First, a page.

For 18 months, I rolled my eyes every time someone mentioned Instagram. Yes, it made for easy sharing of beautifully filtered photos...if you had an iPhone. And if your mobile phone wasn't crashing every 5 minutes. I rolled my eyes even harder when Instagram, finally available on Android (too bad I switched to iPhone a few months before this happened), was purchased by Facebook for a whopping $1B. "It's because Facebook won't survive without a mobile play," some surmised.

Now Facebook has it's own Instagram-like photo app, separate from it's sluggish, but meaty, main app. It also has a pages app. And I'm sure that there will be all sorts of Facebook mobile apps being launched that break up the main one into more useable bits.

Well, THERE is an experience I'm looking forward to (not). Actually, I shouldn't be sarcastic. It makes perfect sense. The Facebook app really does suck. It's huge and loads slowly and crashes all of the time and makes me want to throw my phone under a bus. But here is the thing...I'm getting really really eye rollingly tired of the whole mobile mobile mobile thing because, well, THE PHONES AND NETWORKS CAN'T SUPPORT THIS SO-CALLED REVOLUTION.

They can't. The hardware is getting better, true. With every new Android, iPhone, Windows Phone, Blackberry arms race, we are seeing big improvements in the hardware: nicer cameras, more memory, faster performance, better screens, etc. But with every improvement comes more people trying to do more stuff on those awfully sagging networks. And those aren't improving nearly as quickly.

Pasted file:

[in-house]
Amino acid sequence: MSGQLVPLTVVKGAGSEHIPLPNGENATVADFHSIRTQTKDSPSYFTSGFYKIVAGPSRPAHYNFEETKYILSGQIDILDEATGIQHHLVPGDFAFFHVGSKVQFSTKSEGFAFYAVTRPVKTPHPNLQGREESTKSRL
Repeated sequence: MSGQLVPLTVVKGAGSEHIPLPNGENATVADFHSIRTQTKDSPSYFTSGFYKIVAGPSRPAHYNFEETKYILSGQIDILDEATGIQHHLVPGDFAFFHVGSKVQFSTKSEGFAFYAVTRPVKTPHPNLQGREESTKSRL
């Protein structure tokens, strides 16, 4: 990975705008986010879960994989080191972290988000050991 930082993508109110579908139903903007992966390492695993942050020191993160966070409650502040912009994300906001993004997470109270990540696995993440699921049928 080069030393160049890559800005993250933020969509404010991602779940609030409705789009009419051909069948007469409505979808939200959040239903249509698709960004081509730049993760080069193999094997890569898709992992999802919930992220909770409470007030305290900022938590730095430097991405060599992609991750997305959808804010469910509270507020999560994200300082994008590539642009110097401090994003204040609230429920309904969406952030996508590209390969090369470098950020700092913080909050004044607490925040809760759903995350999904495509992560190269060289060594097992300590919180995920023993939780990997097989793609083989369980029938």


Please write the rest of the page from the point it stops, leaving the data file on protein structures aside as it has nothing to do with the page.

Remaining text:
Not to mention the screen sizes. It doesn't matter how much you design for mobile, when it comes to reading something meaty or watching a longer video or just keeping up with the news, there is only so much my eyes can take from that small screen before I put it down and decide to wait until I'm in front of my laptop again.

I used to be a mobile addict. I was one of those people in early Blackberry, then Palm Treo, then Blackberry again and finally iPhone days whose faces were constantly in my phone. At the first sign of boredom or discomfort, I pulled out the phone and found something to keep me entertained. This happened on the bus, at parties and even out with friends. It was okay. We were all phones on the table people.

But in the past couple of years, I've grown tired of being stuck to my phone and I'm more interested in interacting with the world around me. I still go to the phone when incredibly bored or uncomfortable (eating alone or in a waiting room) and I couldn't live without it for so many things (maps, checking in - love remembering where I've been, taking photos on the fly, coordinating with people, having the ability to Google something mid-conversation, etc), but I find myself keeping it in my bag more and more.

I'm also giving my boyfriend a harder time about his addiction. I've asked him to not reach for the phone as soon as he wakes up. Phones are a no-no when on dates unless there is something we absolutely need to keep on top of. If we are boring one another to reach for our phones, the problem is bigger than the lack of a phone, right?